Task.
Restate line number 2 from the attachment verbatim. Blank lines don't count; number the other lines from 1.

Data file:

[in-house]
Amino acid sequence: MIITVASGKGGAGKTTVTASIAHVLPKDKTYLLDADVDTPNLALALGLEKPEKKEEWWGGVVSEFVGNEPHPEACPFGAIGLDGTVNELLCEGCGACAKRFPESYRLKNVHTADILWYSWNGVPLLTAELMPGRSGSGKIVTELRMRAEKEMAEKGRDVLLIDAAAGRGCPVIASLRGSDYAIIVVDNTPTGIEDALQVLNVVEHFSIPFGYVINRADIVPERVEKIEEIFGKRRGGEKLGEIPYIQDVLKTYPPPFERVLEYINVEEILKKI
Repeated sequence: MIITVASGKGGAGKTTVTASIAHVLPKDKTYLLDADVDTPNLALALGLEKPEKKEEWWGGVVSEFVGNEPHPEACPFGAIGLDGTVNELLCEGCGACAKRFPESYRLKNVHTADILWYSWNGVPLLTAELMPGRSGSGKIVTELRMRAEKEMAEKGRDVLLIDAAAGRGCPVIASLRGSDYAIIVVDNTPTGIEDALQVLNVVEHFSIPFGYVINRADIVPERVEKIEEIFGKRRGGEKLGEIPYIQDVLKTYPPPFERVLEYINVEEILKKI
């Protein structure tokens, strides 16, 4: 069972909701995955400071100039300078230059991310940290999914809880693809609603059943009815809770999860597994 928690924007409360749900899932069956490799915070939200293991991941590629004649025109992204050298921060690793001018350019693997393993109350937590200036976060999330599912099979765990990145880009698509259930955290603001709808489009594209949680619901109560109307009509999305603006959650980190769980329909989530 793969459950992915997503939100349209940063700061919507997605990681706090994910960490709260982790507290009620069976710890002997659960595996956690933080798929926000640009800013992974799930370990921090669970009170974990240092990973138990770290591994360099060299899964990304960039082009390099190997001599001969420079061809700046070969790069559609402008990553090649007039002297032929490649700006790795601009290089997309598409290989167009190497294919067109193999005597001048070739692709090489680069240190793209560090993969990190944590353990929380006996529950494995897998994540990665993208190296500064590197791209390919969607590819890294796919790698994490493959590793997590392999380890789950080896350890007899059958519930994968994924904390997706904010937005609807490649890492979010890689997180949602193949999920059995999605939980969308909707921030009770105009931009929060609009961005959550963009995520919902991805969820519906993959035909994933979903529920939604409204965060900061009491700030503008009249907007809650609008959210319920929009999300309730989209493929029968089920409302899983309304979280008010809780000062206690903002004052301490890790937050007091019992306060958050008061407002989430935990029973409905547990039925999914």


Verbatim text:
Amino acid sequence: MIITVASGKGGAGKTTVTASIAHVLPKDKTYLLDADVDTPNLALALGLEKPEKKEEWWGGVVSEFVGNEPHPEACPFGAIGLDGTVNELLCEGCGACAKRFPESYRLKNVHTADILWYSWNGVPLLTAELMPGRSGSGKIVTELRMRAEKEMAEKGRDVLLIDAAAGRGCPVIASLRGSDYAIIVVDNTPTGIEDALQVLNVVEHFSIPFGYVINRADIVPERVEKIEEIFGKRRGGEKLGEIPYIQDVLKTYPPPFERVLEYINVEEILKKI